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Targeting miR-27a/VE-cadherin interactions rescues cerebral cavernous malformations in mice

  • Jia Li ,

    Contributed equally to this work with: Jia Li, Yang Zhao

    Roles Conceptualization, Data curation, Formal analysis, Funding acquisition, Investigation, Methodology, Project administration, Resources, Validation, Writing – original draft, Writing – review & editing

    Affiliations Centre for the Endothelium, Vascular Biology Program, Centenary Institute, The University of Sydney, Sydney, Australia, Department of Biomedical Sciences, Faculty of Medicine, Health and Human Sciences, Macquarie University, Sydney, Australia

  • Yang Zhao ,

    Contributed equally to this work with: Jia Li, Yang Zhao

    Roles Data curation, Methodology, Writing – original draft

    Affiliation Centre for the Endothelium, Vascular Biology Program, Centenary Institute, The University of Sydney, Sydney, Australia

  • Jaesung Choi,

    Roles Data curation, Methodology

    Affiliation Laboratory of Cardiovascular Signaling, Vascular Biology Program, Centenary Institute, The University of Sydney, Sydney, Australia

  • Ka Ka Ting,

    Roles Data curation

    Affiliation Centre for the Endothelium, Vascular Biology Program, Centenary Institute, The University of Sydney, Sydney, Australia

  • Paul Coleman,

    Roles Data curation

    Affiliation Centre for the Endothelium, Vascular Biology Program, Centenary Institute, The University of Sydney, Sydney, Australia

  • Jinbiao Chen,

    Roles Methodology

    Affiliation Liver Injury and Cancer Program, Centenary Institute, The University of Sydney, Sydney, Australia

  • Victoria C. Cogger,

    Roles Methodology

    Affiliation Aging and Alzheimers Institute and ANZAC Research Institute and Concord Hospital, Charles Perkins Centre, The University of Sydney, Sydney, Australia

  • Li Wan,

    Roles Methodology

    Affiliation Centre for the Endothelium, Vascular Biology Program, Centenary Institute, The University of Sydney, Sydney, Australia

  • Zhongsong Shi,

    Roles Data curation

    Affiliation Department of Neurosurgery, Sun Yat-Sen Memorial Hospital, Sun Yat-Sen University, Guangzhou, China

  • Thorleif Moller,

    Roles Resources

    Affiliation Ranger Biotechnologies A/S, Arslev, Denmark

  • Xiangjian Zheng ,

    Roles Funding acquisition, Resources, Supervision

    ‡ XZ, MAV, and JRG also contributed equally to this work.

    Affiliation Laboratory of Cardiovascular Signaling, Vascular Biology Program, Centenary Institute, The University of Sydney, Sydney, Australia

  • Mathew A. Vadas ,

    Roles Conceptualization, Funding acquisition, Supervision, Writing – review & editing

    ‡ XZ, MAV, and JRG also contributed equally to this work.

    Affiliation Centre for the Endothelium, Vascular Biology Program, Centenary Institute, The University of Sydney, Sydney, Australia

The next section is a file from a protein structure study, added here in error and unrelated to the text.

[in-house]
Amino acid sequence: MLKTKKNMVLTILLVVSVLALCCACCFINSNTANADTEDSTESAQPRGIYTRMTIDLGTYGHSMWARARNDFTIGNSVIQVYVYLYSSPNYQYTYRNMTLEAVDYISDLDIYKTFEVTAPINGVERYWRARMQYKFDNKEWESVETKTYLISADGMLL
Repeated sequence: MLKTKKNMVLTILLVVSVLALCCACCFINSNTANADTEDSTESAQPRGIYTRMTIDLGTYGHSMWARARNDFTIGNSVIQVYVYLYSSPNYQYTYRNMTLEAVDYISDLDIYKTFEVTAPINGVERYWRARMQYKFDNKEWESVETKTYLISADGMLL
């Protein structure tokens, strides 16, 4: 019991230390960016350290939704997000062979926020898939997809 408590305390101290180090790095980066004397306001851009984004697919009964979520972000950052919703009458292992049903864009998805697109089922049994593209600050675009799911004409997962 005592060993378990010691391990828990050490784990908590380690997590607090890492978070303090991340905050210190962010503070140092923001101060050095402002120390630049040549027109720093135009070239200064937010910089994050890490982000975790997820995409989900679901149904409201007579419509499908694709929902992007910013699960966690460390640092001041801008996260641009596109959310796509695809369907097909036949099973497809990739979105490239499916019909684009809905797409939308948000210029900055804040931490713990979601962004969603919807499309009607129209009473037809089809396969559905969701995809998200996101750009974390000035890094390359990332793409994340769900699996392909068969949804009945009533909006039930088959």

• Jennifer R. Gamble

    Roles Conceptualization, Funding acquisition, Investigation, Project administration, Resources, Supervision, Writing – review & editing

    j.gamble@centenary.org.au

    ‡ XZ, MAV, and JRG also contributed equally to this work.

    Affiliation Centre for the Endothelium, Vascular Biology Program, Centenary Institute, The University of Sydney, Sydney, Australia

Targeting miR-27a/VE-cadherin interactions rescues cerebral cavernous malformations in mice

  • Jia Li, 
  • Yang Zhao, 
  • Jaesung Choi, 
  • Ka Ka Ting, 
  • Paul Coleman, 
  • Jinbiao Chen, 
  • Victoria C. Cogger, 
  • Li Wan, 
  • Zhongsong Shi, 
  • Thorleif Moller
PLOS
x

Abstract

Cerebral cavernous malformations (CCMs) are vascular lesions predominantly developing in the central nervous system (CNS), with no effective treatments other than surgery. Loss-of-function mutation in CCM1/krev interaction trapped 1 (KRIT1), CCM2, or CCM3/programmed cell death 10 (PDCD10) causes lesions that are characterized by abnormal vascular integrity. Vascular endothelial cadherin (VE-cadherin), a major regulator of endothelial cell (EC) junctional integrity is strongly disorganized in ECs lining the CCM lesions. We report here that microRNA-27a (miR-27a), a negative regulator of VE-cadherin, is elevated in ECs isolated from mouse brains developing early CCM lesions and in cultured ECs with CCM1 or CCM2 depletion. Furthermore, we show miR-27a acts downstream of kruppel-like factor (KLF)2 and KLF4, two known key transcription factors involved in CCM lesion development. Using CD5-2 (a target site blocker [TSB]) to prevent the miR-27a/VE-cadherin mRNA interaction, we present a potential therapy to increase VE-cadherin expression and thus rescue the abnormal vascular integrity. In CCM1- or CCM2-depleted ECs, CD5-2 reduces monolayer permeability, and in Ccm1 heterozygous mice, it restores dermal vessel barrier function. In a neonatal mouse model of CCM disease, CD5-2 normalizes vasculature and reduces vascular leakage in the lesions, inhibits the development of large lesions, and significantly reduces the size of established lesions in the hindbrain. Furthermore, CD5-2 limits the accumulation of inflammatory cells in the lesion area. Our work has established that VE-cadherin is a potential therapeutic target for normalization of the vasculature and highlights that targeting miR-27a/VE-cadherin interaction by CD5-2 is a potential novel therapy for the devastating disease, CCM.

Introduction

Cerebral cavernous malformations (CCMs) are vascular malformations mostly occurring in the central nervous system (CNS) [1]. CCM lesions are formed by abnormal dilated blood capillaries. One of the key features of CCM is the existence of gaps between endothelial cells (ECs) lining the lesions [2], which are leaky and can cause hemorrhagic stroke and seizure [35]. Currently, there is no treatment for CCMs other than surgery, which is limited by size and depth of the lesions.